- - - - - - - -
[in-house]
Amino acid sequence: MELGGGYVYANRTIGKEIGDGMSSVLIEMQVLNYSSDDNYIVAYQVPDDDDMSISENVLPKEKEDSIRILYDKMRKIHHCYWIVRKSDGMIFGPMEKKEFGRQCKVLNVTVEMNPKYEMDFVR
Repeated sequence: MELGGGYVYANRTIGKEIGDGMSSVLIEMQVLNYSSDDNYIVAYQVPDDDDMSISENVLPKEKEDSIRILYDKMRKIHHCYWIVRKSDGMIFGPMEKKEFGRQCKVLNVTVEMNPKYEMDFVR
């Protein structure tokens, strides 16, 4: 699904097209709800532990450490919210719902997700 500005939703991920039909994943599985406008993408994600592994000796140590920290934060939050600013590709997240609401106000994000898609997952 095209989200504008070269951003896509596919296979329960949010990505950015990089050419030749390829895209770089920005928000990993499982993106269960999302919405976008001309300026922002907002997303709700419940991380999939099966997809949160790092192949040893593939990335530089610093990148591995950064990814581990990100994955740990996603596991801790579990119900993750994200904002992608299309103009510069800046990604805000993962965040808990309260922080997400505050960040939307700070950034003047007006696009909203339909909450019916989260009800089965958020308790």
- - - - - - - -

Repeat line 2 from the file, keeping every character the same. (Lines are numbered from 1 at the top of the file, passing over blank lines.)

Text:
Amino acid sequence: MELGGGYVYANRTIGKEIGDGMSSVLIEMQVLNYSSDDNYIVAYQVPDDDDMSISENVLPKEKEDSIRILYDKMRKIHHCYWIVRKSDGMIFGPMEKKEFGRQCKVLNVTVEMNPKYEMDFVR